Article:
As part of Government’s efforts to address cost of living concerns, with effect from January 1 2015, VAT will be exempted on transportation of cargo to all inner islands. Government urges businesses to pass on the benefit of this 15 percent relief to consumers. In 2015, we will also exempt VAT on wheelchairs and certain specialized crematorium equipment.
To make leasing as competitive as bank loans we will also exempt lease payments from VAT in line with best practice.
Mr. Speaker, it has been Government’s policy to exempt VAT on residential construction projects. This exemption will, as from 2015, also apply to any extension and renovation of residential dwellings.
Mr. Speaker, whilst we have found it necessary to remove VAT on the items I just mentioned, we also have identified certain goods and services which we consider not to justify VAT exemptions thereon.
Beginning 2015, only insurance of marine cargo and equipment of artisanal fishermen registered with the Seychelles Fishing Authority will be VAT-exempt. VAT will thus continue to apply on all other marine insurance.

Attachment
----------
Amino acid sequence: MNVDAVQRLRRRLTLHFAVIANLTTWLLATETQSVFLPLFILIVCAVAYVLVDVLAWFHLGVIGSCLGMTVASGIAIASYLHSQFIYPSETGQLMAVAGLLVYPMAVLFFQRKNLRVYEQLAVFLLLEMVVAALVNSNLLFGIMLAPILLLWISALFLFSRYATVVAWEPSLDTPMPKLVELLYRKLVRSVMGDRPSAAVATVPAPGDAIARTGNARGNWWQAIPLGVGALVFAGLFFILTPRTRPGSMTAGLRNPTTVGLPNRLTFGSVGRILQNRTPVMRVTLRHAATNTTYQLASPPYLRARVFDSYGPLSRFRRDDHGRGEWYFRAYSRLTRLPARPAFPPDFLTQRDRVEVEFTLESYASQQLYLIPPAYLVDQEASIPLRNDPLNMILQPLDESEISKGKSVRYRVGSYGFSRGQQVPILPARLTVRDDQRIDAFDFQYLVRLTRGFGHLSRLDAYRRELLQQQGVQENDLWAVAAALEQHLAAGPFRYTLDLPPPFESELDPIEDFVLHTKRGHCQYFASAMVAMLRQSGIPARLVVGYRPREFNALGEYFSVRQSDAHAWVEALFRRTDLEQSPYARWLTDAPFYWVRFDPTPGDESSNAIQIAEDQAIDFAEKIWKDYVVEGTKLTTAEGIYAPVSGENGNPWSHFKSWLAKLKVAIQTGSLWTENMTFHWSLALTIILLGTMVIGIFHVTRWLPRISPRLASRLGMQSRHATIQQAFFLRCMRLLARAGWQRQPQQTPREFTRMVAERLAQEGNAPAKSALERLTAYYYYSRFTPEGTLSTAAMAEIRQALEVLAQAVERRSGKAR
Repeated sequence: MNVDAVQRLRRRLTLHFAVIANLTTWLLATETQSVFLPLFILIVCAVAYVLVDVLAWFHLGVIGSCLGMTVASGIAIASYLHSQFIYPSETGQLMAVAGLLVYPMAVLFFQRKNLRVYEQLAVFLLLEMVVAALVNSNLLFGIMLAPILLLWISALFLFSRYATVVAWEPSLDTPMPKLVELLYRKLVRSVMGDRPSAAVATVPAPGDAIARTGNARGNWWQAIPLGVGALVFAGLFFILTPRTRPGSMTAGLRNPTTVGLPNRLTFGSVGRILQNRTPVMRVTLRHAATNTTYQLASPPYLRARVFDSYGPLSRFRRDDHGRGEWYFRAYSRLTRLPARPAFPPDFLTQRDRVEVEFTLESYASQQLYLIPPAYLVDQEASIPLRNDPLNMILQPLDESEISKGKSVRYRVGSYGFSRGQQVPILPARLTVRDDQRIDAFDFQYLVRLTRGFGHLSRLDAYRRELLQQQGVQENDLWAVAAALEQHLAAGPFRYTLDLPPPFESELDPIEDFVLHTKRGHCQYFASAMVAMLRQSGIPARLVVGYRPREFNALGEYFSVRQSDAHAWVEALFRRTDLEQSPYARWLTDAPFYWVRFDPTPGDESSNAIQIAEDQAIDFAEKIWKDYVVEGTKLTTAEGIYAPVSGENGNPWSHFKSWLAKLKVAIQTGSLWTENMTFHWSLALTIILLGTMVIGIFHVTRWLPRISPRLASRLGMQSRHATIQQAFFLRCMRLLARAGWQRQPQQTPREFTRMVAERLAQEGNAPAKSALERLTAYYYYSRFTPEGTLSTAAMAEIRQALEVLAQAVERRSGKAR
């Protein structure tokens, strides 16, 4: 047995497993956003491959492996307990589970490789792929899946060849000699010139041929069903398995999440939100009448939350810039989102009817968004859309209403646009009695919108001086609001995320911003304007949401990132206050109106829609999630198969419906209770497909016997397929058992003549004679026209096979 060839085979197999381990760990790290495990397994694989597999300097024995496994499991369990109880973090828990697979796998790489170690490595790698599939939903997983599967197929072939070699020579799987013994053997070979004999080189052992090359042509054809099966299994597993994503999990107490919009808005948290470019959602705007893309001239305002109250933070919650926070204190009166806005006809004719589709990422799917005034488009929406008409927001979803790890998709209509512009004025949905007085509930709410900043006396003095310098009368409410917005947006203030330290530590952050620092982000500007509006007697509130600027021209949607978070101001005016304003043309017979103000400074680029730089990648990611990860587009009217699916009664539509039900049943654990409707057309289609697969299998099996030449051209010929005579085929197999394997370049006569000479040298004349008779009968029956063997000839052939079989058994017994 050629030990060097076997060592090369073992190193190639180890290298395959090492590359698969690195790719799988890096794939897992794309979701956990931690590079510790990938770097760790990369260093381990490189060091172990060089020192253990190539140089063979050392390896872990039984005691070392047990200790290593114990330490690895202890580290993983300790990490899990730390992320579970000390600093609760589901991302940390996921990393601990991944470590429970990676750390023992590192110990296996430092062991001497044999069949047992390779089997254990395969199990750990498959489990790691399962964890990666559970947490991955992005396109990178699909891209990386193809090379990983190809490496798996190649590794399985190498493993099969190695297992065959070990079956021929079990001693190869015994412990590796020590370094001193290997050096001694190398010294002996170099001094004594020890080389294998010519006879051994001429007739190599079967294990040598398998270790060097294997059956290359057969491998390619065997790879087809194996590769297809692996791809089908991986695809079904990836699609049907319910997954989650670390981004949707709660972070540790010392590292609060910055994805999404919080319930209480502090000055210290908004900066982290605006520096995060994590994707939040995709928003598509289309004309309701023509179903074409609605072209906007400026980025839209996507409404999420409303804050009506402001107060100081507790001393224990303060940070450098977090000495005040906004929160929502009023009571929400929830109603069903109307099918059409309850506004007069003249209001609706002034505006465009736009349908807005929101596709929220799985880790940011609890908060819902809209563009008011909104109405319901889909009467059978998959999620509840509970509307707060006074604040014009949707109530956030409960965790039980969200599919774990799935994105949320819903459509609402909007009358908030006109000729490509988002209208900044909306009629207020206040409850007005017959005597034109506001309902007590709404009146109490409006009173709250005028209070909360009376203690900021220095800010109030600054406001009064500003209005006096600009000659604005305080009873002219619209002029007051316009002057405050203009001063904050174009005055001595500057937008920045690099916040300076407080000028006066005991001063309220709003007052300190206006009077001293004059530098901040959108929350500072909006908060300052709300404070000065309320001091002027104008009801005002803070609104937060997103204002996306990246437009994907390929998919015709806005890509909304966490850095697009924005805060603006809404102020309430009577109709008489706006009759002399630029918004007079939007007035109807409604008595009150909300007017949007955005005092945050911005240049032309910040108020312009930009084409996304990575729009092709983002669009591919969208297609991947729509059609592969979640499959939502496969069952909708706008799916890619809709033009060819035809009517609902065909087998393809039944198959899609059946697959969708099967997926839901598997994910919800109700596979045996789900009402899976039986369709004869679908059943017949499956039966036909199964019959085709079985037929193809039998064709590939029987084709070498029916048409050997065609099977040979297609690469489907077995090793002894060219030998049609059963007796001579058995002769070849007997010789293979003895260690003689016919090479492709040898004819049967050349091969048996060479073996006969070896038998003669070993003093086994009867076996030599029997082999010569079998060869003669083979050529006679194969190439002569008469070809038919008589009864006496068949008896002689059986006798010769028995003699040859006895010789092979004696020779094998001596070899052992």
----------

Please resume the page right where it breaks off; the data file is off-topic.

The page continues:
Mr. Speaker, the policy of Government is that VAT should be applicable on leasing of all immovable property, other than residential and rights therein. The regulation covering this item will also be amended to ensure full clarity.
14.2.    Excise tax
Mr. Speaker, to deal with the scourge of excessive alcohol and tobacco consumption, the effects that these have on society, and the significant costs to the budget for treatment of alcohol and tobacco-related diseases, Government will, as of January, 2015, increase the rate of excise tax on these products. We will implement a 20 percent increase on all drinks with alcohol contents in excess of 16 percent, and a 50 percent increase on all tobacco products. These increases will apply on both imported and local products. The new excise tax rates all tobacco will apply on all products, including hand-rolling tobacco which is used to produce cigarettes, cigars and cigarillos. The 50 percent increase in the rate of excise tax on tobacco is in line with new WHO recommendations.
Going forward we will assess the possibility of introducing an excise system which will aim to levy the tax based on alcohol volume. We will also consider a similar methodology for taxation of tobacco.
14.3.    Business tax